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Discussion Starter · #1 ·
I have an "el natural" style aquarium. I've had a couple of fish die over the past few weeks. The tank is heavily planted so i don't suspect amonia problems. Recently I noticed my dwarf danio looks as if the fish scales all over his body are raised. He has a textured look :tape2: to him but he's been swimming around normally with no unusual behavior. Does anyone know what this is? What can I do to treat him?
 

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My guess (without seeing the fish) is that he's bloated. The problem could be lots of things, two more common possibilities are overfeeding/constipation or MB mycobacterium infection (some call this Fish TB). There's a sticky about it. Here's the link. If you think it's food, then fast him for a day or two, then offer green pea mush (the inside not the seed coat). If you're sure it's constipation you could try an Epsom Salt bath. That's stressful though. I lost a whole tankful of danios to MB. If he has dropsy type symtoms, isn't eating, has curved spine I'd suspect this. If he's doing ok you might want to get a UV filter so he doesn't infect your other fish. If he's clearly dying, you might consider humanely euthanizing him. But definitely quarentine him if he acts "off". I'll have a good thought for you.
Ok I just reread the 'couple of fish died' part. I'd suspect MB and think about if you want to invest $75 in a UV filter. Not good news, sorry.
 

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Discussion Starter · #4 ·
AAAAAAAAHHHHHH!!

I looked up fish dropsy on wikipedia.. no good
!!!:(

He looks like he has that! He's definately bloated. That's soo sad.. He was a cool little fish :twitch:
So I should put him in a quarantine tank with salt? It says that the main cause is from bacterial infection which can be introduced through food or dirty water. well, I don't do any water changes that's for sure. I introduced two SAE's about a week ago but the shop I get them from quarantines all their fish before they sell them. I waited a while to get those SAE's. Could that be from the new fish? Two days ago, I found one of my platys dead without any prior signs of anything. Yesterday I was cleaning the foam on the power head. It looked like there had been a dead neon tetra stuck between that and the glass for a while. it was almost completely disintegrated. Could that have poluted the water?:pout:

thanks guys
 

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No good answer. No one knows, just a suspician.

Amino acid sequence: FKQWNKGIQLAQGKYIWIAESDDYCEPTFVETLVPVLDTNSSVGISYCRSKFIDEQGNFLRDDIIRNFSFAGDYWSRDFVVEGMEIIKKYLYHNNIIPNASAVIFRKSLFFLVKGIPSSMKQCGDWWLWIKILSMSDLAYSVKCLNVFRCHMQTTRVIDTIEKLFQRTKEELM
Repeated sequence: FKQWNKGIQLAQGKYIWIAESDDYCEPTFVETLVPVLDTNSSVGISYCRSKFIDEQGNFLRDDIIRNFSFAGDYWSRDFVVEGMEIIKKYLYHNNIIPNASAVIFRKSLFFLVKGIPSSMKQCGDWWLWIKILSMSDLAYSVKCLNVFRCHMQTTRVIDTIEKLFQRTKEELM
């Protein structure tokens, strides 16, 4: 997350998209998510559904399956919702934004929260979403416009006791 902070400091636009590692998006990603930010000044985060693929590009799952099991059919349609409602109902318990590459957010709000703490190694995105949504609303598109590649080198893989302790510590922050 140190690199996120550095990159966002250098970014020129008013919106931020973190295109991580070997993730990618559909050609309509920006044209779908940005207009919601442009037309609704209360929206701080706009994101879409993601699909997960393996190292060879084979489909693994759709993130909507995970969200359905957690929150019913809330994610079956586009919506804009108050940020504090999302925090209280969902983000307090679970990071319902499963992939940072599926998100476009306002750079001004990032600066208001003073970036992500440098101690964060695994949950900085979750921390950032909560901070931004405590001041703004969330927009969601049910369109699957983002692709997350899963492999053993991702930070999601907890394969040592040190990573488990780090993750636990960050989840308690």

I at one time cured Discus, Angels and Goldfish with a drug that was banned for Humans but is still available for fish, although the fish died anyway after a few months so I stopped doing that.

It sounds as if your fish has a raging Bacterial (maybe Viral) infection so as suggested Quarantine and get your H2OQ as good as it can be so more problems do not visit you.

This is the best advice anyone can give you right now based on a very limited knowledge of you and your fish.
 

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Haven't heard of a danio getting dropsy, but bettas are very susceptible. Try maracyn II, it's worked in some instances (coin flip odds) for bettas I had in the past. Usually by the time you see the signs of dropsy its too late but if you want to its worth a shot. The maracyn at least gives it a chance. But then again, it's a danio so I'm not sure if you'd want to purchase meds when you can replace your fish for much cheaper. :tape2:
 

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Dropsy is just a description of the symptoms, not a clinical diagnosis.
If it is MB it's not curable with any medicine.
Your fish may be able to live with UV, but there's no treatment. All that is in the first link. If you only read one thing, read this it's Diana Walstad's presentation on it.

Didn't mean for this to sound harsh, I was in a hurry and had to log off. I do hope you have some luck with this. I personally hate loosing fish. It's a bad decision if he does have MB. How's he doing?
 

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Yeah, you can treat dropsy, which is a symptom... it takes about 25g of epsom salts per liter of water. All the fish I've treated this way had their bloating go down but were always lethargic and never survived long, probably because of internal organ damage.
 

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Prometheus;425032Two days ago said:
Yes. And we're not just talking about ammonia. A fish that has died of a bacterial disease will release tons of the very same bacteria that killed it into the aquarium water. These bacteria can infect all the other fish in the tank.

A UV sterilizer (like frequent water changes) removes pathogens from the water.

If you aren't willing to get a UV sterilizer, I recommend that you reduce disease transmission by removing all dead and dying fish. Then do massive water changes and tank cleaning. This will reduce the numbers of potential pathogens to levels that other fish may be able to handle. If you are lucky, some of your fish may survive.

Fish diseases take a lot of the fun out of fish keeping. Sorry to hear about your troubles.
 
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